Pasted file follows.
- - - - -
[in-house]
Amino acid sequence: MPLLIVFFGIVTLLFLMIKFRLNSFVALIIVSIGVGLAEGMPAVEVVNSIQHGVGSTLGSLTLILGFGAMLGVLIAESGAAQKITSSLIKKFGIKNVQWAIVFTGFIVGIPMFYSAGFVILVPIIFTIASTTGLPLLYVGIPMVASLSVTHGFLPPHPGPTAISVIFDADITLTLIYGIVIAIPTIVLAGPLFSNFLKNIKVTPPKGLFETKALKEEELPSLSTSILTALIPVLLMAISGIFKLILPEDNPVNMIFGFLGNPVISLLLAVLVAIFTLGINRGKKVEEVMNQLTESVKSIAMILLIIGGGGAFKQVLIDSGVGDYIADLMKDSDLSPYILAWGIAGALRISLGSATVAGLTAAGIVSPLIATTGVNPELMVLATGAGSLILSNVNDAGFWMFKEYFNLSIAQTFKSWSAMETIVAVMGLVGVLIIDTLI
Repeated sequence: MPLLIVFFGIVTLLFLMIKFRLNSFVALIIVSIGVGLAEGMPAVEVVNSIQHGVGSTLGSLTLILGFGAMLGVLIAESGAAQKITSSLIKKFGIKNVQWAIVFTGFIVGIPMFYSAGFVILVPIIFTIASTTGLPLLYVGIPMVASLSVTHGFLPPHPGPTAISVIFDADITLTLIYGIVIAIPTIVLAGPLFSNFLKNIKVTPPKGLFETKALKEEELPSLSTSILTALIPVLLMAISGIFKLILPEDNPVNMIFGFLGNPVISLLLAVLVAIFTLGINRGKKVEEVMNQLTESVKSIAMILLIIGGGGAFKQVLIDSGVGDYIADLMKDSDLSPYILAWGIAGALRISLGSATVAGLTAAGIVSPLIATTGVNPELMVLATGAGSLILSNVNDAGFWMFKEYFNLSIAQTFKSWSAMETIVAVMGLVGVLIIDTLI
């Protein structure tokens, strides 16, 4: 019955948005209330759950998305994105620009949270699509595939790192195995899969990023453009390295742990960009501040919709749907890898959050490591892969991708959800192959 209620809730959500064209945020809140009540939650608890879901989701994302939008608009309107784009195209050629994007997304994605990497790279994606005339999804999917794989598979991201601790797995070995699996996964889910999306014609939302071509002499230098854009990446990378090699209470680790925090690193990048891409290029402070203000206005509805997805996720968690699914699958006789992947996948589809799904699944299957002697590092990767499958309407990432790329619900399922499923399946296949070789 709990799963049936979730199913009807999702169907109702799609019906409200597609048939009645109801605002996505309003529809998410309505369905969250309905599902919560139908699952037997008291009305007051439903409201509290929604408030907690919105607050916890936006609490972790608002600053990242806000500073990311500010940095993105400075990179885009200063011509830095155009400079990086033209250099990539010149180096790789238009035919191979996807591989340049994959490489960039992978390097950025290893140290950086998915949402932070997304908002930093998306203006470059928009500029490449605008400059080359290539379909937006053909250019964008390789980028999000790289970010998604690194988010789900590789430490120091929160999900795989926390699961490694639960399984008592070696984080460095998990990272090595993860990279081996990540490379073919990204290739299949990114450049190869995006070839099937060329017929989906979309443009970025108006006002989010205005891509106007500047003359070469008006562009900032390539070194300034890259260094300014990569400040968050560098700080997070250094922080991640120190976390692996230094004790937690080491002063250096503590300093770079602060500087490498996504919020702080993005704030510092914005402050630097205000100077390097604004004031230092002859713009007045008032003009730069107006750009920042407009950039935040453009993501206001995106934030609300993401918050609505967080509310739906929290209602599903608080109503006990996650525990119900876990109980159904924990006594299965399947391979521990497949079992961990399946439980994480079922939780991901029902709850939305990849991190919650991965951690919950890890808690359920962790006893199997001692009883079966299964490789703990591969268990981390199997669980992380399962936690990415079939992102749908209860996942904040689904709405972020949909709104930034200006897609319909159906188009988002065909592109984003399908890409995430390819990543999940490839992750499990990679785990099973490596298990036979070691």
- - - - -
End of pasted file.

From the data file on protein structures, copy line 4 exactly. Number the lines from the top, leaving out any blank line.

């Protein structure tokens, strides 16, 4: 019955948005209330759950998305994105620009949270699509595939790192195995899969990023453009390295742990960009501040919709749907890898959050490591892969991708959800192959 209620809730959500064209945020809140009540939650608890879901989701994302939008608009309107784009195209050629994007997304994605990497790279994606005339999804999917794989598979991201601790797995070995699996996964889910999306014609939302071509002499230098854009990446990378090699209470680790925090690193990048891409290029402070203000206005509805997805996720968690699914699958006789992947996948589809799904699944299957002697590092990767499958309407990432790329619900399922499923399946296949070789 709990799963049936979730199913009807999702169907109702799609019906409200597609048939009645109801605002996505309003529809998410309505369905969250309905599902919560139908699952037997008291009305007051439903409201509290929604408030907690919105607050916890936006609490972790608002600053990242806000500073990311500010940095993105400075990179885009200063011509830095155009400079990086033209250099990539010149180096790789238009035919191979996807591989340049994959490489960039992978390097950025290893140290950086998915949402932070997304908002930093998306203006470059928009500029490449605008400059080359290539379909937006053909250019964008390789980028999000790289970010998604690194988010789900590789430490120091929160999900795989926390699961490694639960399984008592070696984080460095998990990272090595993860990279081996990540490379073919990204290739299949990114450049190869995006070839099937060329017929989906979309443009970025108006006002989010205005891509106007500047003359070469008006562009900032390539070194300034890259260094300014990569400040968050560098700080997070250094922080991640120190976390692996230094004790937690080491002063250096503590300093770079602060500087490498996504919020702080993005704030510092914005402050630097205000100077390097604004004031230092002859713009007045008032003009730069107006750009920042407009950039935040453009993501206001995106934030609300993401918050609505967080509310739906929290209602599903608080109503006990996650525990119900876990109980159904924990006594299965399947391979521990497949079992961990399946439980994480079922939780991901029902709850939305990849991190919650991965951690919950890890808690359920962790006893199997001692009883079966299964490789703990591969268990981390199997669980992380399962936690990415079939992102749908209860996942904040689904709405972020949909709104930034200006897609319909159906188009988002065909592109984003399908890409995430390819990543999940490839992750499990990679785990099973490596298990036979070691």